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New-Product Development Process


Concept Development and Testing
Concept testing refers to new-product concepts with groups of target consumers.

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New-Product Development Process


Marketing Strategy Development
Marketing strategy development refers to the initial marketing strategy for introducing the product to the market.
Marketing strategy statement Business analysis Product development Test marketing Commercialization
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New-Product Development Process


Marketing Strategy Statement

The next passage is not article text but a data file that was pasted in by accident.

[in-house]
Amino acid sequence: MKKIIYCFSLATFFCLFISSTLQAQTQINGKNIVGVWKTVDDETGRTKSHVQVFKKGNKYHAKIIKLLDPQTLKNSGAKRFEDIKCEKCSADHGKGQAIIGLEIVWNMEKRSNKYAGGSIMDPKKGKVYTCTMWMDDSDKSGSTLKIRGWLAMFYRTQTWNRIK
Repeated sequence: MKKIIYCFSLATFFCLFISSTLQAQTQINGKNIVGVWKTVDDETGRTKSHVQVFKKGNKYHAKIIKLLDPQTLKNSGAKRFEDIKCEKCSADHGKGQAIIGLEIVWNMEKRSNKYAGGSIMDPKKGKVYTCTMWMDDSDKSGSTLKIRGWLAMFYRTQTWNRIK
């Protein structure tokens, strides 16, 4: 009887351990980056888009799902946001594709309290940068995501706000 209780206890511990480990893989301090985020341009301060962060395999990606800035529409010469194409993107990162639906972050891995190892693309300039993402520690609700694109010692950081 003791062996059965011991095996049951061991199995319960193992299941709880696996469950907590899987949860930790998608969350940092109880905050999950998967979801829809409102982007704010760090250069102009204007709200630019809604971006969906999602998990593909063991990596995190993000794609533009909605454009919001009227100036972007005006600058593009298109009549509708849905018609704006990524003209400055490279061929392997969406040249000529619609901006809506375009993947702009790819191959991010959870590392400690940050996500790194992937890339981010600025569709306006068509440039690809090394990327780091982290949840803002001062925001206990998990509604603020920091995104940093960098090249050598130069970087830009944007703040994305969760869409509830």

Part 1:
Description of the target market Product positioning, sales, market share, and profit goals

Part 2:
Price distribution and budget

Part 3:
Long-term sales, profit goals, and marketing mix strategy
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New-Product Development Process


Business Analysis
Business analysis involves a review of the sales, costs, and profit projections to find out whether they satisfy the companys objectives.

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New-Product Development Process


Product Development
Product development involves the creation and testing of one or more physical versions by the R&D or engineering departments.
Requires an increase in investment

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New-Product Development Process


Test Marketing
Test marketing is the stage at which the product and marketing program are introduced into more realistic marketing settings. Test marketing provides the marketer with experience in testing the product and entire marketing program before full introduction.